The Cessna 500 Citation I is a turbofan-powered small-sized business jet built by the Cessna Aircraft Company in Wichita, Kansas. The Citation brand of business jets encompasses several distinct "families" of aircraft, and the Citation I was the basis for the first of these families. This family includes the Citation I and the Citation I/SP.
Design and development
In October, 1968, Cessna announced plans to build an eight-place business jet that, unlike its competition, would be suitable for operations from shorter airfields, essentially aiming to compete in the light-to-medium twin turboprop market, rather than the existing business jet market. First flight of the prototype aircraft, then called the FanJet 500, took place a little under a year later, on September 15, 1969
Citation I series
After a longer-than-expected development flight test program, during which the name Citation 500 was tried, and a number of changes to the design, the finished aircraft was debuted with the new name Citation (Model 500) and received its FAA certification in September, 1971. The aircraft was powered by two Pratt & Whitney Canada JT15D-1 turbofan engines. With fan engines, rather than turbojet engines such as powered the contemporary Learjet 25, and a straight, rather than swept wings, the Citation was over 120 knots (220 km/h) slower than the Lear 25 (max speed of 350 knots (650 km/h) compared with 473 knots (876 km/h) for the LJ25), which led to nicknames such as "Slowtation" and "Nearjet", and raised eyebrows in the aviation media.. The Citation I had a maximum take-off weight of 10,850 lb (4,920 kg), and a maximum of 8 people on board.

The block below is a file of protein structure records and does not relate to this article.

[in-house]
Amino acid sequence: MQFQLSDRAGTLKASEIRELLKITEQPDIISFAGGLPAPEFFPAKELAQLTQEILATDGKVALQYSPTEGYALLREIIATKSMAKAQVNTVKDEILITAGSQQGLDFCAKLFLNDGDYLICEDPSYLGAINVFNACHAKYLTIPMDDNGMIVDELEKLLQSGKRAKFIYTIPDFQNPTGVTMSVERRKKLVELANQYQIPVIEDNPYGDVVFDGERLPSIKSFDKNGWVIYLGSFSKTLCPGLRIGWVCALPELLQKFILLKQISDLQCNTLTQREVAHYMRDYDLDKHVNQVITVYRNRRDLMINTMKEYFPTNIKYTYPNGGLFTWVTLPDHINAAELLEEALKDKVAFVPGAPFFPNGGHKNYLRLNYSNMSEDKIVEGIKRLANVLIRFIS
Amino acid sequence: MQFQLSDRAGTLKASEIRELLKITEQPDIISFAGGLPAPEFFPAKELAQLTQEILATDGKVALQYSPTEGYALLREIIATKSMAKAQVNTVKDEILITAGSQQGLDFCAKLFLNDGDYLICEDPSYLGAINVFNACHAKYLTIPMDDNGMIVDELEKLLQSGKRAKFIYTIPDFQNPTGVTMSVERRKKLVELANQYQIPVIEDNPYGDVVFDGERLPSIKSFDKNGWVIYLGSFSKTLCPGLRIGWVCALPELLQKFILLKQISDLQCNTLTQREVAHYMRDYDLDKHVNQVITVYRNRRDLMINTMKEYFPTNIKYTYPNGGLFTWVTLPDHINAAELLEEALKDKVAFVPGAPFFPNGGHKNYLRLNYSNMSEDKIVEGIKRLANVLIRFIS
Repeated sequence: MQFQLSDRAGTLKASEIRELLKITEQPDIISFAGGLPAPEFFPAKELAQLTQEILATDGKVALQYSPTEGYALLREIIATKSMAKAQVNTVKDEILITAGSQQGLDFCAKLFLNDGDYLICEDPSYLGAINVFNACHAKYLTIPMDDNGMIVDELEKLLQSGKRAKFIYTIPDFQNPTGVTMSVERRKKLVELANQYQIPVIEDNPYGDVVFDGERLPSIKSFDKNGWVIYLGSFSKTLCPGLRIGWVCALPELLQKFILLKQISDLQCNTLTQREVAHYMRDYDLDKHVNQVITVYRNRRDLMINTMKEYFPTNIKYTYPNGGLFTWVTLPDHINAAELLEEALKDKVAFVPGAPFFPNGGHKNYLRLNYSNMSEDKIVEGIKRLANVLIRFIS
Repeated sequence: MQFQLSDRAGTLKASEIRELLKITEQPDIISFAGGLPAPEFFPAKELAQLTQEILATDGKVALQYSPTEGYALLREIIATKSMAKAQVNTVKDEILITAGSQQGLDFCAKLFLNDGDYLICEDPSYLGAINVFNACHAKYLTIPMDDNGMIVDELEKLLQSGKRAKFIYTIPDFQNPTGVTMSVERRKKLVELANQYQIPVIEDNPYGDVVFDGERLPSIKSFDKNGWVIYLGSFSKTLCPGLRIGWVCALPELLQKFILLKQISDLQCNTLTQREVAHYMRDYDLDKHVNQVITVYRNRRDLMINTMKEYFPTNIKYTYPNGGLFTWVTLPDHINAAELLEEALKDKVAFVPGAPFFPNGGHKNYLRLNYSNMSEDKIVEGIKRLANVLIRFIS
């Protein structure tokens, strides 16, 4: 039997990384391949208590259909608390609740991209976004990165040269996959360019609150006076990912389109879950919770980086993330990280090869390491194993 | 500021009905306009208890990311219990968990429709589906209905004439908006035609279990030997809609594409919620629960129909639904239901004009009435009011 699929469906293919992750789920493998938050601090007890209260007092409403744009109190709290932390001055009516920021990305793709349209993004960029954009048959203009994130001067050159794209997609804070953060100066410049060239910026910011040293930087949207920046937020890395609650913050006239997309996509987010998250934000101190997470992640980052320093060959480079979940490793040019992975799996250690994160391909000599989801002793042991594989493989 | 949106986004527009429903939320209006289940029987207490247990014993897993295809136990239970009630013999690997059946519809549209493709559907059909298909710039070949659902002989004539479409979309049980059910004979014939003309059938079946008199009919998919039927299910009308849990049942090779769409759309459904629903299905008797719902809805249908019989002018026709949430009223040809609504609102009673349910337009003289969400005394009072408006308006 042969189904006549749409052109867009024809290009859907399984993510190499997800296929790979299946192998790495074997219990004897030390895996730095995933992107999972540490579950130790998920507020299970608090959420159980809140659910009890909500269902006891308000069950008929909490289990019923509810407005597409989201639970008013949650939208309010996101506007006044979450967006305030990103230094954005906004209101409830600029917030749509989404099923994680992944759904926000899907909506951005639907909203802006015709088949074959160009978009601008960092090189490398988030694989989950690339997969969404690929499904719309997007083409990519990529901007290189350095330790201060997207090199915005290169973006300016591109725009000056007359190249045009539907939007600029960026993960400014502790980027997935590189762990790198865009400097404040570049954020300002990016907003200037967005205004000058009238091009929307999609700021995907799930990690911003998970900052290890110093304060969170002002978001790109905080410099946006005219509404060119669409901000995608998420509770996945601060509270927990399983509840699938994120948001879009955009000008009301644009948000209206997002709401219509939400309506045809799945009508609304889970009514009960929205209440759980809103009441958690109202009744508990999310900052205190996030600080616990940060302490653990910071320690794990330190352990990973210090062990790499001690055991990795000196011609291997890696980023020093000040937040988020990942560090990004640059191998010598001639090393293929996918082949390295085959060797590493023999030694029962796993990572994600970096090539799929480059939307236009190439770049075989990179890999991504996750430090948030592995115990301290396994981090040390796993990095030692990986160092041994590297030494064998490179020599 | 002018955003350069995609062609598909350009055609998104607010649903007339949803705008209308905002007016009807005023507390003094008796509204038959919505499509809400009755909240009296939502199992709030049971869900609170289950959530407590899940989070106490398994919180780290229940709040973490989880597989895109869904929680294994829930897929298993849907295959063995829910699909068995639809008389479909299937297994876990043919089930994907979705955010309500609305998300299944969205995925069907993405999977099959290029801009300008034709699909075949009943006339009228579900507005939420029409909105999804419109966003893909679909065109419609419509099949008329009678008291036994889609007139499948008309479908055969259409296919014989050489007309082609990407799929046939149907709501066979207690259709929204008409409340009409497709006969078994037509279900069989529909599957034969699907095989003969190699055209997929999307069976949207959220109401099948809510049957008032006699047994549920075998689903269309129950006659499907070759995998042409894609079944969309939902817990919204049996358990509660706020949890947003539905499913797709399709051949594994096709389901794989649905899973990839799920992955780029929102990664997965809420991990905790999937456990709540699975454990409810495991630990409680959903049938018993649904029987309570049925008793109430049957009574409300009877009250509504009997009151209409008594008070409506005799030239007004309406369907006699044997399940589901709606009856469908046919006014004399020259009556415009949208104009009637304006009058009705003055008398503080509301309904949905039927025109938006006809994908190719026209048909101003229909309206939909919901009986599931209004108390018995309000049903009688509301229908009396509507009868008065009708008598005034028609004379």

In 1976, several product improvements were added to the aircraft in response to market pressures, including a longer span wing (47 ft 1 in vs 43 ft 11 in), higher maximum gross weight and thrust reversers, which made shorter landing fields available to customers. With these improvements came the name Citation I
When production on the Citation I finally ended in 1985, 377 airframes had been built. The aircraft's position in the Citation product line was not filled until much later, with the introduction of the Cessna CitationJet.
Like the Learjets, the Citation I required a crew of two. But since the Citation was intended to be marketed against twin turboprops, which can be flown by a single pilot, this restriction limited its intended market. Cessna's answer was the Model 501 Citation I/SP, with SP referring to its certified single-pilot capability. The aircraft was first delivered in early 1977, and a total of 312 aircraft were produced, and production also ended in 1985. New York Yankees catcher Thurman Munson was killed in his Citation I/SP on August 2, 1979 while practicing touch-and-go landings.
Specifications (Cessna Citation I)
Data from Jane's Civil and Military Aircraft Upgrades 1994-95
Published - July 2009
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